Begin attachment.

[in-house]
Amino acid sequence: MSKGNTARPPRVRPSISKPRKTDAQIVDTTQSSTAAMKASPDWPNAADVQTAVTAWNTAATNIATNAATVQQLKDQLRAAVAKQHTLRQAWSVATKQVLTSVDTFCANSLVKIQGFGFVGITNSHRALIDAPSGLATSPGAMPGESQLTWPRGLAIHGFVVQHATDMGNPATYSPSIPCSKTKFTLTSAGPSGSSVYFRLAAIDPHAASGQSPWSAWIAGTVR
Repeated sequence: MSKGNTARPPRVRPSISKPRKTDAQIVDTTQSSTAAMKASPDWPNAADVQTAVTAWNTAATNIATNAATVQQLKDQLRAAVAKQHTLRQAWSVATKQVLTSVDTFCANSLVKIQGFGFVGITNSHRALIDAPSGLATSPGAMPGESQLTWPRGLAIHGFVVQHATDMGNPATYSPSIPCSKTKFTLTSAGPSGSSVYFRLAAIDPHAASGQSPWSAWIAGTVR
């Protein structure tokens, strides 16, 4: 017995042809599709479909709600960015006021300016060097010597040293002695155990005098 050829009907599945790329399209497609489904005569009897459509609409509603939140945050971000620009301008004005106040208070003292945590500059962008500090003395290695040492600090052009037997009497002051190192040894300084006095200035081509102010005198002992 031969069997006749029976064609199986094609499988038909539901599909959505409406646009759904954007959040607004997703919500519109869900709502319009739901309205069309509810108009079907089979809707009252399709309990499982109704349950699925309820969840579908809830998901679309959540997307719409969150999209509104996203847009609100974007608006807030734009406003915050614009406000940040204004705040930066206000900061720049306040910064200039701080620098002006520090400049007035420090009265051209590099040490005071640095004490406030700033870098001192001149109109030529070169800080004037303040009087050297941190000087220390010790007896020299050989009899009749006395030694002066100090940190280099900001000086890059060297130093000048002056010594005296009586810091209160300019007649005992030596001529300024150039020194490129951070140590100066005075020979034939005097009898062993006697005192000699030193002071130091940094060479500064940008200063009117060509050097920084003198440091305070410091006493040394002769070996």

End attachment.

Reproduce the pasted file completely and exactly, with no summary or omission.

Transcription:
[in-house]
Amino acid sequence: MSKGNTARPPRVRPSISKPRKTDAQIVDTTQSSTAAMKASPDWPNAADVQTAVTAWNTAATNIATNAATVQQLKDQLRAAVAKQHTLRQAWSVATKQVLTSVDTFCANSLVKIQGFGFVGITNSHRALIDAPSGLATSPGAMPGESQLTWPRGLAIHGFVVQHATDMGNPATYSPSIPCSKTKFTLTSAGPSGSSVYFRLAAIDPHAASGQSPWSAWIAGTVR
Repeated sequence: MSKGNTARPPRVRPSISKPRKTDAQIVDTTQSSTAAMKASPDWPNAADVQTAVTAWNTAATNIATNAATVQQLKDQLRAAVAKQHTLRQAWSVATKQVLTSVDTFCANSLVKIQGFGFVGITNSHRALIDAPSGLATSPGAMPGESQLTWPRGLAIHGFVVQHATDMGNPATYSPSIPCSKTKFTLTSAGPSGSSVYFRLAAIDPHAASGQSPWSAWIAGTVR
């Protein structure tokens, strides 16, 4: 017995042809599709479909709600960015006021300016060097010597040293002695155990005098 050829009907599945790329399209497609489904005569009897459509609409509603939140945050971000620009301008004005106040208070003292945590500059962008500090003395290695040492600090052009037997009497002051190192040894300084006095200035081509102010005198002992 031969069997006749029976064609199986094609499988038909539901599909959505409406646009759904954007959040607004997703919500519109869900709502319009739901309205069309509810108009079907089979809707009252399709309990499982109704349950699925309820969840579908809830998901679309959540997307719409969150999209509104996203847009609100974007608006807030734009406003915050614009406000940040204004705040930066206000900061720049306040910064200039701080620098002006520090400049007035420090009265051209590099040490005071640095004490406030700033870098001192001149109109030529070169800080004037303040009087050297941190000087220390010790007896020299050989009899009749006395030694002066100090940190280099900001000086890059060297130093000048002056010594005296009586810091209160300019007649005992030596001529300024150039020194490129951070140590100066005075020979034939005097009898062993006697005192000699030193002071130091940094060479500064940008200063009117060509050097920084003198440091305070410091006493040394002769070996």